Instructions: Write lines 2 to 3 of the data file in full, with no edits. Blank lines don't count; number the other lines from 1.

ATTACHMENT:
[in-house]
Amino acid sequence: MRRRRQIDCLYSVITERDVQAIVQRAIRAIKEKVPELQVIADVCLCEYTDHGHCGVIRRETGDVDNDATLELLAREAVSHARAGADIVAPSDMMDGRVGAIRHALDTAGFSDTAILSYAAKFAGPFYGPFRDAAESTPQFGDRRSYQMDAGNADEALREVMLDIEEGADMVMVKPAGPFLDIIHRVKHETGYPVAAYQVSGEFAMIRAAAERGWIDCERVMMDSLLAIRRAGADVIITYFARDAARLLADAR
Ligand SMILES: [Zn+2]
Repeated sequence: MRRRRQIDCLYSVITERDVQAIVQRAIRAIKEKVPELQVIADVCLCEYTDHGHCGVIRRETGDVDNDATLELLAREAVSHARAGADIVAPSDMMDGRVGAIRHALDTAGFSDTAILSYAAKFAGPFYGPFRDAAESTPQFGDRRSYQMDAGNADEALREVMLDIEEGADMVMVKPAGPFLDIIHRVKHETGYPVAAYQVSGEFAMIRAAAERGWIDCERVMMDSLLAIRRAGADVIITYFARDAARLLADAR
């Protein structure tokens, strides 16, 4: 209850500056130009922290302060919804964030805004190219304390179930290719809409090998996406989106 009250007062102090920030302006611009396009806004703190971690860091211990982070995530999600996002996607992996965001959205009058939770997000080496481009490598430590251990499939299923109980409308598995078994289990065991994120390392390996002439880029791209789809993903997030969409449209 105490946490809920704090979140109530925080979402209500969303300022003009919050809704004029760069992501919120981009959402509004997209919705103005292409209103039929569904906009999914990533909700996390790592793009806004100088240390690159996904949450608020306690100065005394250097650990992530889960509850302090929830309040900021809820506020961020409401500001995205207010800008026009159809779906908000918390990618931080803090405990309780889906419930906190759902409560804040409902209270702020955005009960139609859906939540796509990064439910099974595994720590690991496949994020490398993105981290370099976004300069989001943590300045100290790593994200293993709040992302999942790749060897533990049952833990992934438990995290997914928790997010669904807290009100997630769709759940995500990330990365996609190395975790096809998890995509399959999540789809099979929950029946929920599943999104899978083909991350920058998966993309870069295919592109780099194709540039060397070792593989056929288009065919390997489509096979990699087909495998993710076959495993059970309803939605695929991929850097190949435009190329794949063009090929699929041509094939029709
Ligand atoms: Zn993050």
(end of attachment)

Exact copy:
Amino acid sequence: MRRRRQIDCLYSVITERDVQAIVQRAIRAIKEKVPELQVIADVCLCEYTDHGHCGVIRRETGDVDNDATLELLAREAVSHARAGADIVAPSDMMDGRVGAIRHALDTAGFSDTAILSYAAKFAGPFYGPFRDAAESTPQFGDRRSYQMDAGNADEALREVMLDIEEGADMVMVKPAGPFLDIIHRVKHETGYPVAAYQVSGEFAMIRAAAERGWIDCERVMMDSLLAIRRAGADVIITYFARDAARLLADAR
Ligand SMILES: [Zn+2]